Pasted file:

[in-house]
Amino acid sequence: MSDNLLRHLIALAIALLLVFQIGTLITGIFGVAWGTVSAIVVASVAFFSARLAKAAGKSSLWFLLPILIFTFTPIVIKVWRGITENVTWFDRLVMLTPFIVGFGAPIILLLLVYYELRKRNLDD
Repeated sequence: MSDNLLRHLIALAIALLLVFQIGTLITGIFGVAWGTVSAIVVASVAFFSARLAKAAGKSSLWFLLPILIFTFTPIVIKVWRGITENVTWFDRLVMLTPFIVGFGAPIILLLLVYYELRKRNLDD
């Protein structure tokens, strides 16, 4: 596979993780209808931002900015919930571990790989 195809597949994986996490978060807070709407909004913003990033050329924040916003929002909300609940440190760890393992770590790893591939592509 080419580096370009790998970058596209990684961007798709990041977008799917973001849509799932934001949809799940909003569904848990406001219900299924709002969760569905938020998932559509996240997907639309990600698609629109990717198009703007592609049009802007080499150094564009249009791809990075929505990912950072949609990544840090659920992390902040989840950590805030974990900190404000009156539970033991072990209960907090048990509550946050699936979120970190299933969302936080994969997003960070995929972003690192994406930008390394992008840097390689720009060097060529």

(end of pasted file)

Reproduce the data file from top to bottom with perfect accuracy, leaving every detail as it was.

[in-house]
Amino acid sequence: MSDNLLRHLIALAIALLLVFQIGTLITGIFGVAWGTVSAIVVASVAFFSARLAKAAGKSSLWFLLPILIFTFTPIVIKVWRGITENVTWFDRLVMLTPFIVGFGAPIILLLLVYYELRKRNLDD
Repeated sequence: MSDNLLRHLIALAIALLLVFQIGTLITGIFGVAWGTVSAIVVASVAFFSARLAKAAGKSSLWFLLPILIFTFTPIVIKVWRGITENVTWFDRLVMLTPFIVGFGAPIILLLLVYYELRKRNLDD
């Protein structure tokens, strides 16, 4: 596979993780209808931002900015919930571990790989 195809597949994986996490978060807070709407909004913003990033050329924040916003929002909300609940440190760890393992770590790893591939592509 080419580096370009790998970058596209990684961007798709990041977008799917973001849509799932934001949809799940909003569904848990406001219900299924709002969760569905938020998932559509996240997907639309990600698609629109990717198009703007592609049009802007080499150094564009249009791809990075929505990912950072949609990544840090659920992390902040989840950590805030974990900190404000009156539970033991072990209960907090048990509550946050699936979120970190299933969302936080994969997003960070995929972003690192994406930008390394992008840097390689720009060097060529």